Friday, January 13, 2012

California Schools get D in achievement


Education Week gives California schools a D for k-12 achievement, and an F for school spending.  The usually respected newspaper in its annual Quality Counts report gives the state an  overall grade of a C.  You can read their report here. http://www.edweek.org/ew/qc/2012/16src.h31.html?intc=EW-QC12-LFTNAV
   If you look internally at the scores you can see that the Education Week editors, like California school officials, place emphasis on having committees, reports, and standards, all things that consultants and opinionators do,  and less emphasis on school achievement -where California gets an F.   Education Week has long been an advocate for “high standards” , assessment and accountability.  This is the mantra of one side of the  “Education Reform” industry.   California ranks high in these items.  However,  the data shows there has not been significant improvement in student achievement.
That is California excels at writing reports and issuing statements and promoting educational entrepreneurs , but lags behind in student achievement.  Diane Ravitch, speaking in Sacramento on January 20, is well informed on this trend she covers it in her book as the Billionaires Boys Club.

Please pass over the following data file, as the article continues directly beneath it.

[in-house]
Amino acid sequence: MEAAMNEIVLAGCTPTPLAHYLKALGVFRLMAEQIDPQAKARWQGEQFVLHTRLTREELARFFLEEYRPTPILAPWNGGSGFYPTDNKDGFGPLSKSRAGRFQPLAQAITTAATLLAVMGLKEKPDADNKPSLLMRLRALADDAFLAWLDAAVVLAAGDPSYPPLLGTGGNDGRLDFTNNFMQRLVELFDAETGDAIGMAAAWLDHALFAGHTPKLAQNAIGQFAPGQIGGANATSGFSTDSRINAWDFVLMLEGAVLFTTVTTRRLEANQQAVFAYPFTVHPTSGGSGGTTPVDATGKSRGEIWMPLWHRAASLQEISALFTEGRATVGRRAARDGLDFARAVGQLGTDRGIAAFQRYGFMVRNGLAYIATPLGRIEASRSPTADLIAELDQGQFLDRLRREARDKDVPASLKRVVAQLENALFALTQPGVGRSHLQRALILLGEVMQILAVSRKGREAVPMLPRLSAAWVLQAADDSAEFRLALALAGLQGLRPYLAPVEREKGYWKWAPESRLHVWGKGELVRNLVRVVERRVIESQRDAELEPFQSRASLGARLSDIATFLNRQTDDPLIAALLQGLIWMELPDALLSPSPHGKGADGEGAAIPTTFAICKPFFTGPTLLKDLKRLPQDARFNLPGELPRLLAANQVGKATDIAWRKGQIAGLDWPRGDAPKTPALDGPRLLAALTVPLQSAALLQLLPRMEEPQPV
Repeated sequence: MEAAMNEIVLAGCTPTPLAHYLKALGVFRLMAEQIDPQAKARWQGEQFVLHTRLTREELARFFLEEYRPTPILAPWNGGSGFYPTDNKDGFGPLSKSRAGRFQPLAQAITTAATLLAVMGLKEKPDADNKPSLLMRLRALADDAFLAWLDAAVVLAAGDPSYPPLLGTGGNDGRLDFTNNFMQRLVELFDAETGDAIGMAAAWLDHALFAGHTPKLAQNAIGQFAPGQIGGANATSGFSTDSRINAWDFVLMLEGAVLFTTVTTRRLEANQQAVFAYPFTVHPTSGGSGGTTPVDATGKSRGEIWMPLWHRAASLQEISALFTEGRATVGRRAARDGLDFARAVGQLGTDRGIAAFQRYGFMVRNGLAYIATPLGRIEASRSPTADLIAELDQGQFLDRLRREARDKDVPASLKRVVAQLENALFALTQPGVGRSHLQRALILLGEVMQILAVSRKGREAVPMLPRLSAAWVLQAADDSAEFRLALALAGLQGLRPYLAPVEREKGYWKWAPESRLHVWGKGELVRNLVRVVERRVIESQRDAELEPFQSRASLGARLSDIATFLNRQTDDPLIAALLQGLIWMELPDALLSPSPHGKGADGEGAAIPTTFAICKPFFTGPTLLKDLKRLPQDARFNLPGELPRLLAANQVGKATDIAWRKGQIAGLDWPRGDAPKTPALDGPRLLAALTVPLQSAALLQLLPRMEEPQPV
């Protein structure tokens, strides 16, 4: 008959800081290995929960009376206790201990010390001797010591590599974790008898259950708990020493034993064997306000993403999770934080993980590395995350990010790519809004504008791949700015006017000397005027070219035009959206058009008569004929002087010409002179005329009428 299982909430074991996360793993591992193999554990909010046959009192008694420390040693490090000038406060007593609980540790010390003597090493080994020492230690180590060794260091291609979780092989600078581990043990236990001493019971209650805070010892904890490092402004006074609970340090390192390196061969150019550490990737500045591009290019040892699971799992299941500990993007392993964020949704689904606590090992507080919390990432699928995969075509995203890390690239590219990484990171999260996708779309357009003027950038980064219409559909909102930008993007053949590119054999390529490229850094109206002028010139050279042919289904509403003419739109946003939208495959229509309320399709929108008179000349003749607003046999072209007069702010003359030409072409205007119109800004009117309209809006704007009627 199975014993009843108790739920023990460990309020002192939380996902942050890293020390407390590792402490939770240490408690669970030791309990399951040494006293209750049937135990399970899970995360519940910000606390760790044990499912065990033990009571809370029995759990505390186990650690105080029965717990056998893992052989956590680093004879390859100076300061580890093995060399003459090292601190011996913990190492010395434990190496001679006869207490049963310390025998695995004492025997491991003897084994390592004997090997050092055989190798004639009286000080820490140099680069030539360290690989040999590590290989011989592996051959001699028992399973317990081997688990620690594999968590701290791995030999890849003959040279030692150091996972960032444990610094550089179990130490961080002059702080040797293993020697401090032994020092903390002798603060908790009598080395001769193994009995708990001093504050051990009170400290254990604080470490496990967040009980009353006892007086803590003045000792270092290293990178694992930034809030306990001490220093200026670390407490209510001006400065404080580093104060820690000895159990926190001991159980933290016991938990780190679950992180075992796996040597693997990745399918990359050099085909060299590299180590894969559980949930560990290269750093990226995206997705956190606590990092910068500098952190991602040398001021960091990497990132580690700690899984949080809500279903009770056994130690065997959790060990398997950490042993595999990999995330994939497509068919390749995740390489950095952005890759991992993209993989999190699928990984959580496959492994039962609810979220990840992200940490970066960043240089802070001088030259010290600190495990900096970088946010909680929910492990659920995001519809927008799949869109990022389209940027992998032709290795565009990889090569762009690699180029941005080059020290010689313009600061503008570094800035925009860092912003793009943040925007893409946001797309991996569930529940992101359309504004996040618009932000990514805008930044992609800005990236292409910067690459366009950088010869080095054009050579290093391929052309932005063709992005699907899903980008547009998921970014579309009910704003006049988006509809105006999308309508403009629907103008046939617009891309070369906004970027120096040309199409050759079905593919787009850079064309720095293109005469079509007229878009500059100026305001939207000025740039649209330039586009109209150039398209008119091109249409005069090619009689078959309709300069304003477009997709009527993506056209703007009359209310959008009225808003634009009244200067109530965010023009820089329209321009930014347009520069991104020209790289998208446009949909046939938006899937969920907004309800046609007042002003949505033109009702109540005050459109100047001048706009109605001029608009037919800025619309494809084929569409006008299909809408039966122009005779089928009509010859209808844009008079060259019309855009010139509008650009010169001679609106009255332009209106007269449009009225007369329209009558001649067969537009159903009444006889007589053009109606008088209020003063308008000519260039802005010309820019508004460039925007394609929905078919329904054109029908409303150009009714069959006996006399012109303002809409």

There is persistent, well supported evidence that the primary contributor to  low school achievement is childhood poverty.  Poverty is increasing in the nation and in California.  It is precisely schools in low income areas that are failing.  There are several posts on this blog by Stephen Krashen referring to this connection.  The relationship is extensively documented in my own book, Choosing Democracy: a practical guide to multicultural education (2010). 

Researcher David Berliner in 2006 said,
“ The U.S. likes to be first, and when it comes to poor children, we maintain our remarkable status.  No other wealthy nation in the world has a greater percentage of  children living in poverty, except Mexico. 
    And, surely, it is no surprise to hear poor children do worse in school. ..
    Thousands of studies have linked poverty to academic achievement. The relationship is every bit as strong as the connection between cigarettes and cancer. “
School budgets in California have been devastated by the economic crisis and the state budget crisis since 2008.   Schools will have an additional cut this year and probably next year.  Until the voters rise up against the anti tax radicals, we are not likely to move from our ( F )rating in school finance.







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